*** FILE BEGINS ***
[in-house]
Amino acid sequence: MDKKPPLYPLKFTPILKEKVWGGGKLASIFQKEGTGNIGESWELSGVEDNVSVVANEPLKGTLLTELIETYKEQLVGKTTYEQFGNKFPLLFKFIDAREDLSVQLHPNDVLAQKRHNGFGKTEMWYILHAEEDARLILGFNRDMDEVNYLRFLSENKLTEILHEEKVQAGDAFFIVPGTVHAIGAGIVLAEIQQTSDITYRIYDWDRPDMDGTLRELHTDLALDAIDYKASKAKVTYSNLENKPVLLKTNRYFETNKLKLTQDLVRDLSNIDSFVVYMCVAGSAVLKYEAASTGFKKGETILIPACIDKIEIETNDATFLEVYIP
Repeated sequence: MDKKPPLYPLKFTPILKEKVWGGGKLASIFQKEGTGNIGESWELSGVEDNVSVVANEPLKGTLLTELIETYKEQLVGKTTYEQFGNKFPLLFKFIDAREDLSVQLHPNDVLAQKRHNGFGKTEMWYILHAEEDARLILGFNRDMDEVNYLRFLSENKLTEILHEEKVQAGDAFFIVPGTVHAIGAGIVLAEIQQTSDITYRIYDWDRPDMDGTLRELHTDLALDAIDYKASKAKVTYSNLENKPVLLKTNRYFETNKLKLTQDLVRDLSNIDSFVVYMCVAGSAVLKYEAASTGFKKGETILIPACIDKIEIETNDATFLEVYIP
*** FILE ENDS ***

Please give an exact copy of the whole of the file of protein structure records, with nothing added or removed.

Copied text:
[in-house]
Amino acid sequence: MDKKPPLYPLKFTPILKEKVWGGGKLASIFQKEGTGNIGESWELSGVEDNVSVVANEPLKGTLLTELIETYKEQLVGKTTYEQFGNKFPLLFKFIDAREDLSVQLHPNDVLAQKRHNGFGKTEMWYILHAEEDARLILGFNRDMDEVNYLRFLSENKLTEILHEEKVQAGDAFFIVPGTVHAIGAGIVLAEIQQTSDITYRIYDWDRPDMDGTLRELHTDLALDAIDYKASKAKVTYSNLENKPVLLKTNRYFETNKLKLTQDLVRDLSNIDSFVVYMCVAGSAVLKYEAASTGFKKGETILIPACIDKIEIETNDATFLEVYIP
Repeated sequence: MDKKPPLYPLKFTPILKEKVWGGGKLASIFQKEGTGNIGESWELSGVEDNVSVVANEPLKGTLLTELIETYKEQLVGKTTYEQFGNKFPLLFKFIDAREDLSVQLHPNDVLAQKRHNGFGKTEMWYILHAEEDARLILGFNRDMDEVNYLRFLSENKLTEILHEEKVQAGDAFFIVPGTVHAIGAGIVLAEIQQTSDITYRIYDWDRPDMDGTLRELHTDLALDAIDYKASKAKVTYSNLENKPVLLKTNRYFETNKLKLTQDLVRDLSNIDSFVVYMCVAGSAVLKYEAASTGFKKGETILIPACIDKIEIETNDATFLEVYIP